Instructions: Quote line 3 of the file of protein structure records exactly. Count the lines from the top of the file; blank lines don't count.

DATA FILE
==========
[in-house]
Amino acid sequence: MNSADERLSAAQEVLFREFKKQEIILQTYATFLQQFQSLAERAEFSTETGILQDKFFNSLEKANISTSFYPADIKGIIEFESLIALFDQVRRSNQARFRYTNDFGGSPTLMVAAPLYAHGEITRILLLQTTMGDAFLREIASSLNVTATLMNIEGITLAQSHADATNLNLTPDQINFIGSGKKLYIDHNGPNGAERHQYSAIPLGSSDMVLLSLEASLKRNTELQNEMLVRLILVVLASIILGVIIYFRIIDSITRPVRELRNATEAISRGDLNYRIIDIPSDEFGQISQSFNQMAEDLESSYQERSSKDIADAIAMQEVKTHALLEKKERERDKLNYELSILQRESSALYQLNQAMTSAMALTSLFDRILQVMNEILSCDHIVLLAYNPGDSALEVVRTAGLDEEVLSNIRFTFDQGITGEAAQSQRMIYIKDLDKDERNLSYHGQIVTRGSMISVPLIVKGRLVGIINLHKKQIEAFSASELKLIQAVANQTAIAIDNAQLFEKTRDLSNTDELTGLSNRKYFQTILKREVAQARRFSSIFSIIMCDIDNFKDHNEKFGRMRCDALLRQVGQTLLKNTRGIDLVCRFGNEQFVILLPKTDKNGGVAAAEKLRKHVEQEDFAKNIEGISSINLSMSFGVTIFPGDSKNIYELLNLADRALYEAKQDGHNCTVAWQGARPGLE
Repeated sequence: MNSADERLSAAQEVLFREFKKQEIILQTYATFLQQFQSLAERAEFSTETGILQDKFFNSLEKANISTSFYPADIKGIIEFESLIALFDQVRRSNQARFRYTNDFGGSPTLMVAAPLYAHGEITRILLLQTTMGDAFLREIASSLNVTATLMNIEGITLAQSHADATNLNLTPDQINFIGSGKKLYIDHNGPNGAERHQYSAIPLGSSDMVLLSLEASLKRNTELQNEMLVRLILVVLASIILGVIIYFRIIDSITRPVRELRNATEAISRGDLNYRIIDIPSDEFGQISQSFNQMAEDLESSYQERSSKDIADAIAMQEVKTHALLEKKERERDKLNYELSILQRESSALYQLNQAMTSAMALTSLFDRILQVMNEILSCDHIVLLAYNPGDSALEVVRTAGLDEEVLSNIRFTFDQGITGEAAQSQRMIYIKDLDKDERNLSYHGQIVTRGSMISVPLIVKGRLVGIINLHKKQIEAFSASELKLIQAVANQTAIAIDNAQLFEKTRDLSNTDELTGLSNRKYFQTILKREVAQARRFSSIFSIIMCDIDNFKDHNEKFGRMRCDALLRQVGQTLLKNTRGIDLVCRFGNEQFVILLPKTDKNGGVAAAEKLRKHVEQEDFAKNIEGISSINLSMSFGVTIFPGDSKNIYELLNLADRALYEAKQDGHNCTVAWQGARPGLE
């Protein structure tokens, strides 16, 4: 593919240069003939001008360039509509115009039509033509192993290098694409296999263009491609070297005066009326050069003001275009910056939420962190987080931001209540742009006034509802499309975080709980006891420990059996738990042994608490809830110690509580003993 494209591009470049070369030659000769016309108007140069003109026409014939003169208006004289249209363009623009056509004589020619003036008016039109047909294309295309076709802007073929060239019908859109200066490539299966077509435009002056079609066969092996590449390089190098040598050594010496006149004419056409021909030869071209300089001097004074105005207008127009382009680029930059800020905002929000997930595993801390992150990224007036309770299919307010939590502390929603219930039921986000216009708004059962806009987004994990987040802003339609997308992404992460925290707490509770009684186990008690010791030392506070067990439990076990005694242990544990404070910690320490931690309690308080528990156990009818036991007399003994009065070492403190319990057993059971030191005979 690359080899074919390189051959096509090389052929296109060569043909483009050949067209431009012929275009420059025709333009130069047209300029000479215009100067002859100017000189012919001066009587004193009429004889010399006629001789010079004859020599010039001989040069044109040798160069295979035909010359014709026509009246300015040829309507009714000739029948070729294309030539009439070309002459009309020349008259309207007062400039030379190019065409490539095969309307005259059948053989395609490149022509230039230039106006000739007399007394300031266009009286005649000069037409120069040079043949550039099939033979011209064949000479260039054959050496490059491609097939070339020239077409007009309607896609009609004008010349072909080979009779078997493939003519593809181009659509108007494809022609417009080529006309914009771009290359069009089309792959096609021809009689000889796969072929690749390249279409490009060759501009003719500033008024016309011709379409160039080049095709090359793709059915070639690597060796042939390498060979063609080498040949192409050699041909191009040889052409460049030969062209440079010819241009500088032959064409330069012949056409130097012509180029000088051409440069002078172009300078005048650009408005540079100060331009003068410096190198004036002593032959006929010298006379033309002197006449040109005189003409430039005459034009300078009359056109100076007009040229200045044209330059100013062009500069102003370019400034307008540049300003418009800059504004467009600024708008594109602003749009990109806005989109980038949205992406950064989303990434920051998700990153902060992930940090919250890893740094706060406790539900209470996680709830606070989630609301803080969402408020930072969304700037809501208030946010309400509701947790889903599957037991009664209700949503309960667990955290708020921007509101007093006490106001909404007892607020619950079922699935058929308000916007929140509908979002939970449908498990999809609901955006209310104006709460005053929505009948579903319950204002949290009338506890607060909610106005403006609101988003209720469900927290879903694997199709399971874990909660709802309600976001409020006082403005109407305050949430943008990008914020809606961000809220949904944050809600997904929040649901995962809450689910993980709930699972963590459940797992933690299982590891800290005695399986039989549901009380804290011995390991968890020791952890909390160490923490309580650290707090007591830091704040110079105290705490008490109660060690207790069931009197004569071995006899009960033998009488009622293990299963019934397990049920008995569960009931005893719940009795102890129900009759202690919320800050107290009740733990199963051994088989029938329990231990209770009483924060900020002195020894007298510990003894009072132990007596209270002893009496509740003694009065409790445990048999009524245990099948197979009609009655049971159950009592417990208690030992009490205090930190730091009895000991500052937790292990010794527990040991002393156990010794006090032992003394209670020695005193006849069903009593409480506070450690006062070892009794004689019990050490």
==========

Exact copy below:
Repeated sequence: MNSADERLSAAQEVLFREFKKQEIILQTYATFLQQFQSLAERAEFSTETGILQDKFFNSLEKANISTSFYPADIKGIIEFESLIALFDQVRRSNQARFRYTNDFGGSPTLMVAAPLYAHGEITRILLLQTTMGDAFLREIASSLNVTATLMNIEGITLAQSHADATNLNLTPDQINFIGSGKKLYIDHNGPNGAERHQYSAIPLGSSDMVLLSLEASLKRNTELQNEMLVRLILVVLASIILGVIIYFRIIDSITRPVRELRNATEAISRGDLNYRIIDIPSDEFGQISQSFNQMAEDLESSYQERSSKDIADAIAMQEVKTHALLEKKERERDKLNYELSILQRESSALYQLNQAMTSAMALTSLFDRILQVMNEILSCDHIVLLAYNPGDSALEVVRTAGLDEEVLSNIRFTFDQGITGEAAQSQRMIYIKDLDKDERNLSYHGQIVTRGSMISVPLIVKGRLVGIINLHKKQIEAFSASELKLIQAVANQTAIAIDNAQLFEKTRDLSNTDELTGLSNRKYFQTILKREVAQARRFSSIFSIIMCDIDNFKDHNEKFGRMRCDALLRQVGQTLLKNTRGIDLVCRFGNEQFVILLPKTDKNGGVAAAEKLRKHVEQEDFAKNIEGISSINLSMSFGVTIFPGDSKNIYELLNLADRALYEAKQDGHNCTVAWQGARPGLE